GSM Roaming in Japan (and Everywhere Else)Eric M. Johnston
18 January 2007, Initial revision.
For the impatient: pop your SIM into a UMTS 2100 handset and you're good to go.
OverviewNote: while this article is geared toward a U.S. audience, it is certainly applicable to anyone with a GSM account that can roam internationally. Additionally, please keep in mind that wireless technology changes fairly rapidly, and portions of this article will inevitably become inaccurate over time.
Near the beginning of Neal Stephenson's excellent book “Cryptonomicon”, he writes:
“Randy is in Tokyo's airport, ambling down a concourse with a slowness that is infuriating to his fellow travelers. They have all spent the last half-day strapped into bad chairs, stuffed into an aluminum tube aslosh with jet fuel. Over the safety-engineered nubs molded into the jetway floor, their rolling suitcases drone like fighter planes. They graze the backs of his knees as they bank around his husky columnar body. Randy is holding his new GSM phone to the side of his head. Supposedly it works anywhere in the world, except for the United States. This is his first chance to try it out.”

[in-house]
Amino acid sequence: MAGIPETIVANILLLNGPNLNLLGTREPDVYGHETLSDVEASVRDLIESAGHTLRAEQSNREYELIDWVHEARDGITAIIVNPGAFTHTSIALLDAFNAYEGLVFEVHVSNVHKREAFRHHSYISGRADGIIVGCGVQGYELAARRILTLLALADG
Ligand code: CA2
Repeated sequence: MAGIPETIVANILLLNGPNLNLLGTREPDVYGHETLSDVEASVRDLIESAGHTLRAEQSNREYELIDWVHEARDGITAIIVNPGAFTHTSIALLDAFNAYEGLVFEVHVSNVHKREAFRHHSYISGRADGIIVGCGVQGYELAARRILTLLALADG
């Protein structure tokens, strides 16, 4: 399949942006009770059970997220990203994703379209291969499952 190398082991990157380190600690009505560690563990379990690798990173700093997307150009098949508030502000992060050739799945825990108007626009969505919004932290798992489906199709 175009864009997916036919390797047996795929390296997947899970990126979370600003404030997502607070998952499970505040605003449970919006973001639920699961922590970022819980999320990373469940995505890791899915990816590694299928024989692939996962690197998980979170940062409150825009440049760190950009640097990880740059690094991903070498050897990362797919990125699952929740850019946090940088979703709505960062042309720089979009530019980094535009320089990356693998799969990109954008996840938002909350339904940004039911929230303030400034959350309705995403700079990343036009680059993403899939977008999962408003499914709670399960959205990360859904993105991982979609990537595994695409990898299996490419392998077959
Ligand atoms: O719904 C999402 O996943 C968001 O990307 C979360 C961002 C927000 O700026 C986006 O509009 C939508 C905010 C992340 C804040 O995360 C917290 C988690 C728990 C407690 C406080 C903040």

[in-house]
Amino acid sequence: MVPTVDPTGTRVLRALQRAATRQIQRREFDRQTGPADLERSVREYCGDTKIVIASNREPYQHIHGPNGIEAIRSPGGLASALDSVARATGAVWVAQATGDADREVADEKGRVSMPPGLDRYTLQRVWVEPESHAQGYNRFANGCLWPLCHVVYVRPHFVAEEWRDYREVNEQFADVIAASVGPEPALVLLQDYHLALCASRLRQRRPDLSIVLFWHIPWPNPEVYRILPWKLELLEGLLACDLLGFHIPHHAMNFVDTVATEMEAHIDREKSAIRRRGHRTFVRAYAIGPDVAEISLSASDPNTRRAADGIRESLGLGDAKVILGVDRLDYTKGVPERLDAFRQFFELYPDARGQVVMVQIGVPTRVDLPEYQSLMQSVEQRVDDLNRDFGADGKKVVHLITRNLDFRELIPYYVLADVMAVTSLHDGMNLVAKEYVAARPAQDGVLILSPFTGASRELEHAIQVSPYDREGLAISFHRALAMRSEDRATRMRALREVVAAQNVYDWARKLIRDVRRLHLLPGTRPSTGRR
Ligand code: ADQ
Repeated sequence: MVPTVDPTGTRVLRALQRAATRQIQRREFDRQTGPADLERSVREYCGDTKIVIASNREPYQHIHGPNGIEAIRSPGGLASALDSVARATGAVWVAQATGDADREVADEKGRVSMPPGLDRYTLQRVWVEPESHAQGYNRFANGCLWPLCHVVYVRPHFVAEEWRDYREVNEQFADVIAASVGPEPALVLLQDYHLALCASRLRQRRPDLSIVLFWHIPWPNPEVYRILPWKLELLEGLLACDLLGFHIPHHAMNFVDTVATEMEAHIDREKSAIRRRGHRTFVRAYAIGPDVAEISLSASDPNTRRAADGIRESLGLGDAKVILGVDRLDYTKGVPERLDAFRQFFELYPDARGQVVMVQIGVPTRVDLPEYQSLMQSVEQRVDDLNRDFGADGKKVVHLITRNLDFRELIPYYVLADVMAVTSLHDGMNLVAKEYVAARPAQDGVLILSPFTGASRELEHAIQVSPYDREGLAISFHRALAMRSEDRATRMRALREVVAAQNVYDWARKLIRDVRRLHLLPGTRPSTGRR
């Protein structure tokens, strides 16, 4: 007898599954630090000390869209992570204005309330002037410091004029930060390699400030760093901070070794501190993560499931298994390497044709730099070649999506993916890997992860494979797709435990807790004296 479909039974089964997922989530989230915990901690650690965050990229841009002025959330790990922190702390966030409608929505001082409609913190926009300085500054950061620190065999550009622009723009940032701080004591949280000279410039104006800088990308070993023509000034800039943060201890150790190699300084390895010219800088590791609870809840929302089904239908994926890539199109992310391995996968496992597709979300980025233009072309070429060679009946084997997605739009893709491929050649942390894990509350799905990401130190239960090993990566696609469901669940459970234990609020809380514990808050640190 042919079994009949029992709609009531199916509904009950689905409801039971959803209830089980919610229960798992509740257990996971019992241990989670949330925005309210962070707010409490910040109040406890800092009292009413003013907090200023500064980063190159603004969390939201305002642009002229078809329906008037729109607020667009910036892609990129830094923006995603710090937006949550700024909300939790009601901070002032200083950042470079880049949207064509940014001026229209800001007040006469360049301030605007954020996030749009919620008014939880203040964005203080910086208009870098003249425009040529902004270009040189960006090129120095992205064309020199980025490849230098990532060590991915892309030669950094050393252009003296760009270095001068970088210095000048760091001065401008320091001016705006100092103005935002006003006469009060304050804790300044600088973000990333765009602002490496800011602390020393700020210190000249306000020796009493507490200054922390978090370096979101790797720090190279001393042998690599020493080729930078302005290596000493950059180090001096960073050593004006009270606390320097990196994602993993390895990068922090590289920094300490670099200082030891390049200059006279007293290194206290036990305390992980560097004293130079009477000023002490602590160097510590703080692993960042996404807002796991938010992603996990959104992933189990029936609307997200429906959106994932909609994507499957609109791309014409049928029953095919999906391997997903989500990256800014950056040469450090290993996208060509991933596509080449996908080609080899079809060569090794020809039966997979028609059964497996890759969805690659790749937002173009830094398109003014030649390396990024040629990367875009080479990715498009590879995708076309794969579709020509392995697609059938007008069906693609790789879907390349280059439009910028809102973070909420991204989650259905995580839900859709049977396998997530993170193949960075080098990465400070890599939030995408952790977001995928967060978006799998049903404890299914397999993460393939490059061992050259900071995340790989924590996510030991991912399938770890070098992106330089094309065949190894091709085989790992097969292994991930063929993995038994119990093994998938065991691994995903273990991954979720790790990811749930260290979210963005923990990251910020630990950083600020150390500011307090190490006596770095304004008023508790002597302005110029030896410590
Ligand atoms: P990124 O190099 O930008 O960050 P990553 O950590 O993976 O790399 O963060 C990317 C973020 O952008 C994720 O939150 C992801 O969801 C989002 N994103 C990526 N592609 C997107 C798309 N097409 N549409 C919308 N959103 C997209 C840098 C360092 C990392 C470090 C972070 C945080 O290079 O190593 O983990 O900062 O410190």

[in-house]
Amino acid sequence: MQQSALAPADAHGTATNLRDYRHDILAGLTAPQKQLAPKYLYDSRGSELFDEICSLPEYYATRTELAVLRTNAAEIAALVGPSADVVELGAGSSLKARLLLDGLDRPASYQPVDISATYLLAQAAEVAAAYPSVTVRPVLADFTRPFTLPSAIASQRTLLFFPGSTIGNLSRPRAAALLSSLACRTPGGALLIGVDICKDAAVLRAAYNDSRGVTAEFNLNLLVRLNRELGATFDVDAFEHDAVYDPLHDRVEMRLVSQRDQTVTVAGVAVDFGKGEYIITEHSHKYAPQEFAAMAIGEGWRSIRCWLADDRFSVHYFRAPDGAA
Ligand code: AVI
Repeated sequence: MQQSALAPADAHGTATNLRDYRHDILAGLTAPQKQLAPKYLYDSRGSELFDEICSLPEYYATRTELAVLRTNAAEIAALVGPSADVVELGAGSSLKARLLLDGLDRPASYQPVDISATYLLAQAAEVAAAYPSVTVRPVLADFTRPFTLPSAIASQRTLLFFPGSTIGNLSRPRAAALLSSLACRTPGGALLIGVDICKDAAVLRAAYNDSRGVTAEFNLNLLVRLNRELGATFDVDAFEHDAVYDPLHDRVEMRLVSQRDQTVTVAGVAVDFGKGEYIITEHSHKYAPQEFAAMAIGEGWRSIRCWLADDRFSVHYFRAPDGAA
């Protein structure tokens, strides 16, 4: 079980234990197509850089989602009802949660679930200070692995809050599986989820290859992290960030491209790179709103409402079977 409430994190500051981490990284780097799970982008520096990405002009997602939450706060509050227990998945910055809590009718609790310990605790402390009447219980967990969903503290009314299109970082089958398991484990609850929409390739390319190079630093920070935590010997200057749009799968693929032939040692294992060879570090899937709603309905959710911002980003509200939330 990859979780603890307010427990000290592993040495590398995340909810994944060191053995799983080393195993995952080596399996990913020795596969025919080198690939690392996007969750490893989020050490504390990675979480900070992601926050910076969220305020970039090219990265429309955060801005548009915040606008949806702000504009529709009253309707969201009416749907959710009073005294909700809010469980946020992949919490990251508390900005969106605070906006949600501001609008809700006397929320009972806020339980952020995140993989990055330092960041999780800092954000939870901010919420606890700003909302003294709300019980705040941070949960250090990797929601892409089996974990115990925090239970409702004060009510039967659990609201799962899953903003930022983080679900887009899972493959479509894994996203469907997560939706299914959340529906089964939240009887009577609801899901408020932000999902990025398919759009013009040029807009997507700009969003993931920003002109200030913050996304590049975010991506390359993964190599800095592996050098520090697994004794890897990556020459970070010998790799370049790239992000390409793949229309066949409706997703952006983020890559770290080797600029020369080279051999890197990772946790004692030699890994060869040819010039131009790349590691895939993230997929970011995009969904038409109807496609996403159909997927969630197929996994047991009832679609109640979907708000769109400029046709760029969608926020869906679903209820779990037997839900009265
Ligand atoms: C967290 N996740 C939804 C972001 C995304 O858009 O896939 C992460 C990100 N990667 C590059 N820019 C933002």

Back in 1999, when the book was published, Stephenson had things backwards: GSM was nowhere to be found in Japan, while fledgling PCS carriers in the U.S. had been offering the service for a couple of years. For the longest time, Japan was a sort of island in the global wireless phone landscape, utilizing custom protocol variants and different frequencies. Some roaming was possible with certain carriers, but it was cumbersome and typically required a special handset.
These days, however, the story is different. Seamless roaming in Japan is now quite easy with a modern 3G GSM cellular phone. It's certainly not without its pitfalls and is by no means cheap, but the convenience of having both a working phone and your home number while traveling in Japan is undeniable.
A GSM PrimerFirst, a little background on the world of wireless should help to clarify (confuse?) the present situation. In the United States, there are now two primary wireless phone standards: GSM and QUALCOMM's CDMA. Of the major national carriers, Sprint and Verizon have CDMA networks and T-Mobile and Cingular (soon to be AT&T) have GSM networks. While limited roaming in Japan is possible through Verizon and Sprint, they still require special handsets. This article really only addresses Cingular and T-Mobile customers on a native GSM network.